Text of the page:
Let's go over what we did in the code snippet.

  1. we imported our non-secure parameters using the static fromStringParameterAttributes method. The simpleName prop indicates whether our parameter name includes / characters (hierarchies).

    We only have to specify the simpleName prop when the parameter name is a token (encoded value that is not resolved at synthesis time).

  2. we imported our secure string using the fromStringParameterAttributes static method. This time we didn't have to pass the simpleName prop, because we've hard coded the name and CDK can tell that the parameter name includes / characters.

    Note that when importing secure string parameters, we have to include the version number.

  3. we added some outputs, that we'll redirect to a file at deployment time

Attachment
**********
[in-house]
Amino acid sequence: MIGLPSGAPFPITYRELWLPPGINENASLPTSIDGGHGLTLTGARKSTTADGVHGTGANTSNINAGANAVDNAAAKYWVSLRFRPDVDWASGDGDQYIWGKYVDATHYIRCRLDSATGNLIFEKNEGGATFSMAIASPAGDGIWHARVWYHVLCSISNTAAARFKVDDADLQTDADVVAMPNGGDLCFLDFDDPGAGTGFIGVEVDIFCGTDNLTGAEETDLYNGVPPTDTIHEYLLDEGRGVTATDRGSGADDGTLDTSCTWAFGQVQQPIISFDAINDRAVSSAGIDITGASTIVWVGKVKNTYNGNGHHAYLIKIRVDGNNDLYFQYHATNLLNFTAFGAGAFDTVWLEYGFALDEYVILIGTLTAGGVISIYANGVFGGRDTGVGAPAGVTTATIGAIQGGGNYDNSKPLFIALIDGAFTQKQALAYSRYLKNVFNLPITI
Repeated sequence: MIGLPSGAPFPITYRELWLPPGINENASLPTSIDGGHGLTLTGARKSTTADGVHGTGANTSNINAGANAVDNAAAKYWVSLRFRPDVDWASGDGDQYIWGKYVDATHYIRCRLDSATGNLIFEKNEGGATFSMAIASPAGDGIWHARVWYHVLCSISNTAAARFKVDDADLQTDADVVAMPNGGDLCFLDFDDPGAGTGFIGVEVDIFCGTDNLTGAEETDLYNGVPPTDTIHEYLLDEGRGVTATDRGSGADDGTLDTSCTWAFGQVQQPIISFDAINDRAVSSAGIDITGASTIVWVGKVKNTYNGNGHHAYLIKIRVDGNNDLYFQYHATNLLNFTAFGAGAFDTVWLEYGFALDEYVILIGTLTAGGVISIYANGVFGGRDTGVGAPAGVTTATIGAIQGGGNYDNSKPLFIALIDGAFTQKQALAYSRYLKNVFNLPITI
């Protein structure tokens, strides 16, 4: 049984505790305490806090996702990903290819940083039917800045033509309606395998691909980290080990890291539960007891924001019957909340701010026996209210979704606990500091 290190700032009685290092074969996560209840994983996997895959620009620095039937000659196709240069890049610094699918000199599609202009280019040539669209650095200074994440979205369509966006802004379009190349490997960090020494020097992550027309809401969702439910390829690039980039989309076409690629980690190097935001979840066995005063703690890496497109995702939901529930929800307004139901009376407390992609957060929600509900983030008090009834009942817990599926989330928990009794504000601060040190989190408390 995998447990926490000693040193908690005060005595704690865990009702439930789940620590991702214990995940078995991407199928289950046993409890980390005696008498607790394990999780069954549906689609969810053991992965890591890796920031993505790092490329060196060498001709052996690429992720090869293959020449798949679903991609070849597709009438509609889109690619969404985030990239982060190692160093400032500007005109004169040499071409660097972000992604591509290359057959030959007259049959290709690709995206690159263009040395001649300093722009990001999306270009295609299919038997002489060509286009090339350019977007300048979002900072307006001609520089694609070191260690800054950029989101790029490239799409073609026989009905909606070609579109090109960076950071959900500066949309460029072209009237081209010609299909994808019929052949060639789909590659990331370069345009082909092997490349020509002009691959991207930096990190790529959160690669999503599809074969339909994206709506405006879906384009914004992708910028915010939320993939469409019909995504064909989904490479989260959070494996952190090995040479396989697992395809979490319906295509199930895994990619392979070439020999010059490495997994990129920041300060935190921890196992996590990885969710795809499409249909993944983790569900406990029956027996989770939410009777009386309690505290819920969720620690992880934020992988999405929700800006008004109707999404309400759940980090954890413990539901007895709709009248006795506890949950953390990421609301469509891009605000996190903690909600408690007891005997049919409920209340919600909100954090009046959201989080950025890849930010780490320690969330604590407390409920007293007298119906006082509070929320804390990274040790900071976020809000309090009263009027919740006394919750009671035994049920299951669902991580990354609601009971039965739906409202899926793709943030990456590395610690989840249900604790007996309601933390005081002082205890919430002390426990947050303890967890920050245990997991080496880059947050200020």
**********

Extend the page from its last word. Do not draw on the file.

Note that we can't set secure strings as Outputs or lambda environment variables.

Let's execute a deployment and redirect the specified Outputs to a file on the local file system:

shell
npx cdk deploy \ --outputs-file ./cdk-outputs.json

After a successful deployment the contents of our cdk-outputs.json file look like:

cdk-outputs.json
{ "cdk-stack": { "importedparam1value": "dev-email@example.com", "importedparam3value": "/my-app/dev/db-password", "importedparam2value": "dev,test,prod" } }

Clean up #

To delete the stack and the secure SSM parameter we created earlier, execute the following commands:

shell
npx cdk destroy aws ssm delete-parameter \ --name "/my-site/db-password"

Further Reading #